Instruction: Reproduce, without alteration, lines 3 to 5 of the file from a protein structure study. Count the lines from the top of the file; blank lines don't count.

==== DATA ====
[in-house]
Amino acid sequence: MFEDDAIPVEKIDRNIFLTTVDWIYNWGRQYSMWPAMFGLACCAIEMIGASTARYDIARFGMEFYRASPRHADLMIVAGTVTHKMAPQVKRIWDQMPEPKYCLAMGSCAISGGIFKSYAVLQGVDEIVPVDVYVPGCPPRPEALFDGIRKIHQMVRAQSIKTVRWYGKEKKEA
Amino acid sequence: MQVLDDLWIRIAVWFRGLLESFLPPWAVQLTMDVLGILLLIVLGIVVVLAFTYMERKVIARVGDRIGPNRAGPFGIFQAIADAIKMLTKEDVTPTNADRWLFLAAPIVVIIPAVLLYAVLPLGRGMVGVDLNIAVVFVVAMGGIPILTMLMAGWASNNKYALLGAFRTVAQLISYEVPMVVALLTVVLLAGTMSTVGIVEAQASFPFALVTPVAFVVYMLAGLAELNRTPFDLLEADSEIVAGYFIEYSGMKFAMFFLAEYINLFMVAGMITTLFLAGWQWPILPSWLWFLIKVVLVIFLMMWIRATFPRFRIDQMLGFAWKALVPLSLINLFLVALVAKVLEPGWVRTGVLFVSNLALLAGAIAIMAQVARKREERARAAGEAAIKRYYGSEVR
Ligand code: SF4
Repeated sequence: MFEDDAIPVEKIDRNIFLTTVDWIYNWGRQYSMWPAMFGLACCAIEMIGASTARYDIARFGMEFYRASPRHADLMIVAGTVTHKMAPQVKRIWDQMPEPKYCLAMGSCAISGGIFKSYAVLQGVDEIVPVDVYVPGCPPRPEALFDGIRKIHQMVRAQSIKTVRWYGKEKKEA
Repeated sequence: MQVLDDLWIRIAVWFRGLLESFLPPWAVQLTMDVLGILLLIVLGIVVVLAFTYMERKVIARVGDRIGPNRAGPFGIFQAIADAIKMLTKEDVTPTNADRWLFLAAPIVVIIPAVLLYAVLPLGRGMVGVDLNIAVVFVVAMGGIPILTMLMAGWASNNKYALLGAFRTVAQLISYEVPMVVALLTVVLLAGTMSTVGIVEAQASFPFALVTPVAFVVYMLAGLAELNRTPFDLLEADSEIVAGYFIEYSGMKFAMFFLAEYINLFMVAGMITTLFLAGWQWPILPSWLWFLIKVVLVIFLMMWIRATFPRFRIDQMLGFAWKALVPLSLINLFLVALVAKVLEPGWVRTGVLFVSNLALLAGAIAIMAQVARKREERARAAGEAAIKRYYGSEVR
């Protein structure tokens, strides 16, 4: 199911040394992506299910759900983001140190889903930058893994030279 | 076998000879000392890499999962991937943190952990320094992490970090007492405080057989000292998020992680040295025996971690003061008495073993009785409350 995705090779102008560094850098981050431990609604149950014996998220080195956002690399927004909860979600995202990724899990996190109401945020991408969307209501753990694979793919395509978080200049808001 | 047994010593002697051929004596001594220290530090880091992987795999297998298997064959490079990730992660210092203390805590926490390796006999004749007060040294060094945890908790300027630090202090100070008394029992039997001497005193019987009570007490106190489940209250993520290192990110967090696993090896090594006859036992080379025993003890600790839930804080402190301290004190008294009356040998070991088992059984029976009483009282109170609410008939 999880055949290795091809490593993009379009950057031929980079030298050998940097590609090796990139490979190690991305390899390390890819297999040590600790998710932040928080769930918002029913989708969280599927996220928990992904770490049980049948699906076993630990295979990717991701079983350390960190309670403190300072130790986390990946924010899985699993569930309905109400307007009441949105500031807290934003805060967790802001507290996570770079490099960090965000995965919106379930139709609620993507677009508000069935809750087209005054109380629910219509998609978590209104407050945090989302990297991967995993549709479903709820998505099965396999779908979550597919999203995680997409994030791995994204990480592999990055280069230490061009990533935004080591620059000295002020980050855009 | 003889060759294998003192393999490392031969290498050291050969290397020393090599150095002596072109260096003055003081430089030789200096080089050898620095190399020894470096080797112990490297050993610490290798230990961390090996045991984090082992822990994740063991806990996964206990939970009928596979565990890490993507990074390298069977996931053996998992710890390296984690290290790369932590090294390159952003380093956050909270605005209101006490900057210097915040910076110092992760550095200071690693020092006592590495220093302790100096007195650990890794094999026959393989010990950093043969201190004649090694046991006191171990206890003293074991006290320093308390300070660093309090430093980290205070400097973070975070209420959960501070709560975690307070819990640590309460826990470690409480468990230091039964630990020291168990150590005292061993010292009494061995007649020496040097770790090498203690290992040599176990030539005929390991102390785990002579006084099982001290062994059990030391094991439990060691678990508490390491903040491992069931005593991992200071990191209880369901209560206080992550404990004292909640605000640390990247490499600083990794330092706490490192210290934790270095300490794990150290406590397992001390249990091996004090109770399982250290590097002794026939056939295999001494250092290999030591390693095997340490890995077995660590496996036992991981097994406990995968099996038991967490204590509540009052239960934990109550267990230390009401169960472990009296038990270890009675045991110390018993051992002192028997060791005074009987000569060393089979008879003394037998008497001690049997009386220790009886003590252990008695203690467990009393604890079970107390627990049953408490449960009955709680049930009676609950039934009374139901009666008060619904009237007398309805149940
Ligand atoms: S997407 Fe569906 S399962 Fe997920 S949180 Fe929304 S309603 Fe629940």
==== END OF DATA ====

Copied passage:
Amino acid sequence: MQVLDDLWIRIAVWFRGLLESFLPPWAVQLTMDVLGILLLIVLGIVVVLAFTYMERKVIARVGDRIGPNRAGPFGIFQAIADAIKMLTKEDVTPTNADRWLFLAAPIVVIIPAVLLYAVLPLGRGMVGVDLNIAVVFVVAMGGIPILTMLMAGWASNNKYALLGAFRTVAQLISYEVPMVVALLTVVLLAGTMSTVGIVEAQASFPFALVTPVAFVVYMLAGLAELNRTPFDLLEADSEIVAGYFIEYSGMKFAMFFLAEYINLFMVAGMITTLFLAGWQWPILPSWLWFLIKVVLVIFLMMWIRATFPRFRIDQMLGFAWKALVPLSLINLFLVALVAKVLEPGWVRTGVLFVSNLALLAGAIAIMAQVARKREERARAAGEAAIKRYYGSEVR
Ligand code: SF4
Repeated sequence: MFEDDAIPVEKIDRNIFLTTVDWIYNWGRQYSMWPAMFGLACCAIEMIGASTARYDIARFGMEFYRASPRHADLMIVAGTVTHKMAPQVKRIWDQMPEPKYCLAMGSCAISGGIFKSYAVLQGVDEIVPVDVYVPGCPPRPEALFDGIRKIHQMVRAQSIKTVRWYGKEKKEA